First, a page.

Picture of Bumblefoot


Bumblefoot - Hands ©1998 Hermit
1. Hands
2. Swatting Flies
3. What I Knew
4. Shrunk
5. Dummy
6. Chair Ass
7. Noseplugs
8. Vomit
9. Brooklyn Steakhouse
10. Drunk
11. Backfur
12. Tuesday In Nancy
13. Dirty Pant'loons

While released under the Bumblefoot moniker, this album really is a Ron Thal album, with Ron writing, producing and performing all the songs with brother(?) Jeff on drums, and as such is a direct follow-up to Ron's Hermit album.

The music on this album is often compared to Rage Against the Machine and the Red Hot Chili Peppers, but these comparisons are quite off-base, as Thal is a much better-rounded and more interesting musician than all the members of RATM and RHCP put together. The songs allude to a wide variety of genres of rock, from punk ("Shrunk") to prog to metal to shred (the leads in "Dummy" and "Brooklyn Steakhouse" are completely impossible) to Zappa/Keneally rock ("Chair Ass") to rap ("Vomit") to death-reggae ("Brooklyn Steakhouse") to the Beatles ("Backfur") to grunge ("Tuesday in Nancy") to various styles in between, evoking Derek Taylor's solo work. The lyrics are often absolutely hysterical, with a deadpan delivery that only enhances their absurdity.

In spite of the silly lyrics, the overall atmosphere is rather dark, as it was on Hermit. While the genre hopping might be a little much to swallow at first, this album is full of interesting ideas and tremendous musicianship and will appeal to fans of stimulating metal-oriented lunacy.

Review by Rog The Frog Billerey-Mosier

Review date: 09/2001

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Bumblefoot - Uncool ©2000 Hermit
1. Intro
2. Go
3. T-Jonez
4. My World Is You
5. Crunch
6. I Hate Me More Than I Love You
7. Kiss The Ring
8. Delilah
9. Dominated
10. R2
11. Ronald's Coming Back Now
12. Maricona
13. Mine
14. Heart Attack
15. Girl Like You
16. Finale
17. We Don't Care

Ron Thal's Bumblefoot returns with a new concept - a faux 70s lounge band playing rap/metal/rockabilly/funk/disco/Latin/oriental music. Most of the songs have a softer edge and switch genres less frantically than on his previous records, but Thal's insanity and outstanding musicianship are still plastered all over the album.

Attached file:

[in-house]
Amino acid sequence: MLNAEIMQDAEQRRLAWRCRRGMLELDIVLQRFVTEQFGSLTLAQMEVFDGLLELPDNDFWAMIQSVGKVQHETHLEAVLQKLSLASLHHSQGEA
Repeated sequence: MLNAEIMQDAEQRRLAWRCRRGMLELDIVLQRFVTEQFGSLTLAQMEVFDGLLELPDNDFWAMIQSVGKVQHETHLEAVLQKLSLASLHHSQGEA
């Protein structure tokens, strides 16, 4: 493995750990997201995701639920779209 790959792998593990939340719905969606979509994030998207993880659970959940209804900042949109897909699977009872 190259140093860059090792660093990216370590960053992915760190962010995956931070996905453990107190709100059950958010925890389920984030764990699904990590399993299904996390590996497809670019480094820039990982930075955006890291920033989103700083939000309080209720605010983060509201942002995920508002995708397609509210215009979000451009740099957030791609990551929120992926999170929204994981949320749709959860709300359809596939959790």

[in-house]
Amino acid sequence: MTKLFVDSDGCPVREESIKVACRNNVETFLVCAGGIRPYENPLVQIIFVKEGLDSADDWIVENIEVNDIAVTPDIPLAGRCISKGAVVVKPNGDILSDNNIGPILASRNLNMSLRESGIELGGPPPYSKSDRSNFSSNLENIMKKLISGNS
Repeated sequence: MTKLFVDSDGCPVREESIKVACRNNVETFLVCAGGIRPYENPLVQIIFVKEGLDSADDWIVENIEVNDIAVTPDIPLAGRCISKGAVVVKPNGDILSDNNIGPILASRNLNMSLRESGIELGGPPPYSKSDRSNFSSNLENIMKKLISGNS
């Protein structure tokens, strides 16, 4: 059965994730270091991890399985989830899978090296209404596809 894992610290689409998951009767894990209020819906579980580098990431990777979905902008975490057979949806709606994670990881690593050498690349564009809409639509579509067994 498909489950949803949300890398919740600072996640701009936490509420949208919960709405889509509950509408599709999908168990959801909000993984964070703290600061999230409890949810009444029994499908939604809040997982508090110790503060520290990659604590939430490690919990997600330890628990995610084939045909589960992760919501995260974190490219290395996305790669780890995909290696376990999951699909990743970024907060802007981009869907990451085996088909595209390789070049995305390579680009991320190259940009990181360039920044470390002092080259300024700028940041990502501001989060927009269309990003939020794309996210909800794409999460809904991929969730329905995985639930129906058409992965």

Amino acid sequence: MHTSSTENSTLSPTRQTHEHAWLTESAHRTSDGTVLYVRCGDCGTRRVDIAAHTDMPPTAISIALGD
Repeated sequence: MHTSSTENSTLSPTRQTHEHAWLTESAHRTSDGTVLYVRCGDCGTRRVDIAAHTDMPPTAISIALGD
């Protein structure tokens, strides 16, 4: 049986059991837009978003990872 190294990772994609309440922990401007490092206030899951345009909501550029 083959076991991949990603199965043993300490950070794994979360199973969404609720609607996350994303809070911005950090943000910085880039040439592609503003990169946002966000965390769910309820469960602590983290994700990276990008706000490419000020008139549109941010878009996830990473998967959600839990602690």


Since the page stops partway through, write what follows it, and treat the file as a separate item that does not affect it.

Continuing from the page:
After a brief 70s lounge intro goofily showcasing Thal's remarkable vocals-to-come, the album's significantly harder first half starts off with a fast, brutal rap/metal number ("Go") peppered with one of Thal's impossible leads and a great melodic harmonized guitar break. But rap/metal is only one of the myriad stylistic elements that can be heard, as the next song ("T-Jonez") is a goofy loungey/Latin love song with poppy harmonized backup vocals, a Jamaican deathcore rap break and trumpets performed Bobby McFerrin-style - with no actual instrument. A sultry two-part Zappaesque low-voice spoken piece bookends an evil rockabilly song complete with slapback delay guitars, big band arrangements ("Crunch") and Thal's trademark Jamaican death rap break. The melodic "I Hate Me..." features a Latin melody, flutes and acoustic guitar break with a great melodic vocal bridge and chorus, a straight-from-the-hood rap break and some metal riffing in places.

"Kiss The Ring", which evokes Rage Against the Machine and Apostrophe-era Frank Zappa, marks the end of the harder first half and is followed by one of the album's best melodic tracks, the Spanish-y "Delilah", with an incredible bass line, Thal's best recorded vocals to date, and a really impressive flow overall. The second half of the album is full of brilliant melodic songs combining salsa and metal ("Ronald Is Coming Back Now"), Zappaesque instrumental sections and panned vocals (the extraordinary instrumental "R2"), funk and muzak flutes ("Mine"), Thalesque metal and superb Elvis Costello/Beatles-inspired strings ("Heart Attack"), and more genres than I should mention in this already overlong review.

While Ron Thal's overall musicianship and guitar virtuosity are far beyond comprehension, the most striking new feature on this album are Thal's melodic vocals, which are now absolutely outstanding in expressiveness, timbre, technique and variety. The confidence, versatility and power of his numerous delivery styles make some of the silliest lyrics this side of Weird Al Yankovic sound perfectly natural and convincing.

This is by very, very far the most amazing album I have heard in many months, and as such it must be obtained by all at any price. Fans of Faith No More should be the first in line.

Review by Rog The Frog Billerey-Mosier

Review date: 09/2001

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Bumblefoot - 9-11 ©2001 Hermit
1. Fly In The Batter
2. Lost
3. Raygun
4. Hole In The Sky